Charles A. Wolfe
BA '85 (Political Science), Pi Kappa Alpha
CEO, Chiles Group, Anna Maria Island, FL
Charles A. “Chuck” Wolfe is CEO of The Chiles Group, which owns and manages three Gulf Coast restaurants, an organic farm, aquaculture businesses and myriad real estate holdings in Florida, all with a focus on sustainability. As CEO, Wolfe leads the executive team and directs the company's efforts to broaden its strategic vision and develop new projects.
Before taking the helm of The Chiles Group in December 2018, Wolfe was a co-founder and partner of Wolfe/Kinkennon, a strategic planning and leadership consulting firm. His career includes an impressive 12-year run (2003-14) as CEO of Victory Fund, a national advocacy group supporting LGBTQ candidates. Under Wolfe's stewardship, Victory Fund's budget grew by 500 percent while 63 percent of the candidates it endorsed won their races for offices at all levels of government across the United States. Wolfe was twice named to OUT Magazine's list of 50 most “powerful” LGBTQ Americans.
A native Floridian, Wolfe worked on political campaigns in his home state in the 1980s and '90s. Only months after joining then-Florida Gov. Lawton Chiles' administration as an aide in 1992, the 31-year-old Wolfe was tasked by the governor to lead the state's relief efforts after Hurricane Andrew, a Category 5 Atlantic storm, had cut a swath of destruction across South Florida. Wolfe's handling of the aid operation earned him a reputation for getting things done under difficult circumstances. Wolfe went on to become operations manager for Chiles' 1994 re-election campaign, a successful stint that led him to run the logistics and financial management of Chiles' inauguration.
In 1996, Chiles appointed Wolfe as executive director of the Miami Financial Emergency Oversight Board, a panel entrusted with helping the city avoid bankruptcy. The following year, Wolfe, at Chiles' behest, led the Florida Tobacco Pilot Program, an anti-tobacco media initiative created in the wake of Florida's $11.3 billion settlement with four major tobacco companies. The FTPP developed the provocative but highly effective “Truth Campaign” targeting youth aged 12 to 17.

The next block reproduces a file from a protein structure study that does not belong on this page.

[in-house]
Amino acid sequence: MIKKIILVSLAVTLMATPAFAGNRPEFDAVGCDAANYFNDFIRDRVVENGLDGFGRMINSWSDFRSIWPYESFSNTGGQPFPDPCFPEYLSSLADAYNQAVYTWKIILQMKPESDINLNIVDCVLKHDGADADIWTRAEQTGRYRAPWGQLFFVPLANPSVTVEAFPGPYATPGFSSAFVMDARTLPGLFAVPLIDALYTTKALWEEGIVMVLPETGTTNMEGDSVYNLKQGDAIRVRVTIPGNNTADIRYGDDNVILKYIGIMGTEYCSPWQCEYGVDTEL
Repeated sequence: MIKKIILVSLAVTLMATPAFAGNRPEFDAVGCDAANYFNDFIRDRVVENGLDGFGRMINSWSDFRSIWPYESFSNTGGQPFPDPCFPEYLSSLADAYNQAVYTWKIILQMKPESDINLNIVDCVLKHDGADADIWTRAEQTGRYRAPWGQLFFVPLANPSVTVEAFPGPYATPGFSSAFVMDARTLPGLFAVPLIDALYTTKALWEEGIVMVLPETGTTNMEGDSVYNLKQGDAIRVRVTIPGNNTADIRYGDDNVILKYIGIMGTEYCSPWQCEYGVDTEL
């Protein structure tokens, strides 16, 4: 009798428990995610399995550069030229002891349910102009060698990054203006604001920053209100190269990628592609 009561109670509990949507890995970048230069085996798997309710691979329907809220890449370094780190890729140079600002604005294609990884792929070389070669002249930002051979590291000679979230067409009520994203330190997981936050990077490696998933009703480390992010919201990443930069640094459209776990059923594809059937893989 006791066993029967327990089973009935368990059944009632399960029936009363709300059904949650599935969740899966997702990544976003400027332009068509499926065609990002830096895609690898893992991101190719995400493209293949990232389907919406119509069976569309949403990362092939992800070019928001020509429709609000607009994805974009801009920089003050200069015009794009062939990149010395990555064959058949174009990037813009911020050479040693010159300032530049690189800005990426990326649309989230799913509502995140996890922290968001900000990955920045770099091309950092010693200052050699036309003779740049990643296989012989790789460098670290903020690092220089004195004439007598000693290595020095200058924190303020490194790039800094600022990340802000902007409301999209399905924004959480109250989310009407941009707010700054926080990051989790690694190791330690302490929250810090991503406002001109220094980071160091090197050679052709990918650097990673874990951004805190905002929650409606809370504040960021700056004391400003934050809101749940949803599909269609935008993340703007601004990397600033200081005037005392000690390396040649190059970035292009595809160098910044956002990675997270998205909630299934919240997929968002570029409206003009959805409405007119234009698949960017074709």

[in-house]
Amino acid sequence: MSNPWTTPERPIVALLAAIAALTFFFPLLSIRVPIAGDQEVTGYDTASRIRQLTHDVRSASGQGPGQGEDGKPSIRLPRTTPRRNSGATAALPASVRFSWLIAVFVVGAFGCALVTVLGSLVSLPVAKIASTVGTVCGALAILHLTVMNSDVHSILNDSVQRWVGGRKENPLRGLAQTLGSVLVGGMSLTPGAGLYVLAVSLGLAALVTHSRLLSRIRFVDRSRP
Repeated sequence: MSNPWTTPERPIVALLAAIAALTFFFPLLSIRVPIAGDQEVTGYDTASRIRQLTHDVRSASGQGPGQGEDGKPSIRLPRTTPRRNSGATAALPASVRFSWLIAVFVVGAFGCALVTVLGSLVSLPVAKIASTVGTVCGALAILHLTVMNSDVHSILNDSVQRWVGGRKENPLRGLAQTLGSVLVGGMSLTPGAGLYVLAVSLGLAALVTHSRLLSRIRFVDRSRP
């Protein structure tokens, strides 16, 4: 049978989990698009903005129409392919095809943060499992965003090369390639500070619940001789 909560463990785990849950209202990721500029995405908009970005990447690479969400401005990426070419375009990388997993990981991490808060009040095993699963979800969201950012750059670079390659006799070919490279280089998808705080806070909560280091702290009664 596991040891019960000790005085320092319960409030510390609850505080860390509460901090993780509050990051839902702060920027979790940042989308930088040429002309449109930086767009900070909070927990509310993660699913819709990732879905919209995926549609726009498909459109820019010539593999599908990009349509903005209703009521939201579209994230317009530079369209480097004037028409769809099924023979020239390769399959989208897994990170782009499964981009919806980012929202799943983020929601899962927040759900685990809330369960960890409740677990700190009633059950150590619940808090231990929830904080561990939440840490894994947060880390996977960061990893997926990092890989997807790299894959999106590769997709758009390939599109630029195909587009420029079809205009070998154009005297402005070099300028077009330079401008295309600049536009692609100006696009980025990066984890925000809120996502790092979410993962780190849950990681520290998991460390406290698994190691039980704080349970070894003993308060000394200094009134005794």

Florida's Truth Campaign became a template for other states combating teen smoking and its success propelled Wolfe to the position of executive vice president and chief operating officer of the newly created American Legacy Foundation in 1999. (The Washington, D.C.-based group changed its name to Truth Initiative in 2015.)
He attributes his successes as a leader to his formative years in the Boy Scouts of America. An Eagle Scout, Wolfe was elected National Explorer President of the Boy Scouts of America (1981-1982) and served on the National Executive Board of the Boy Scouts of America (1982-1984).
In the late 1980s, while still active with the Boy Scouts of America, Wolfe came out as gay and began advocating for an end to the Scouts' discriminatory policies toward gays and lesbians. In 2001, he appeared on CBS News' “60 Minutes” program in a segment titled “Boy Scouts: No Gays Allowed.” He was portrayed as an example of an “ideal Boy Scout” — until coming out as gay
Wolfe has served as chair of the College of Arts and Sciences Board of Advisors, and he was elected to the Board of Trustees in 2015.
Travel, hiking and horseback riding are among his favorite leisure activities.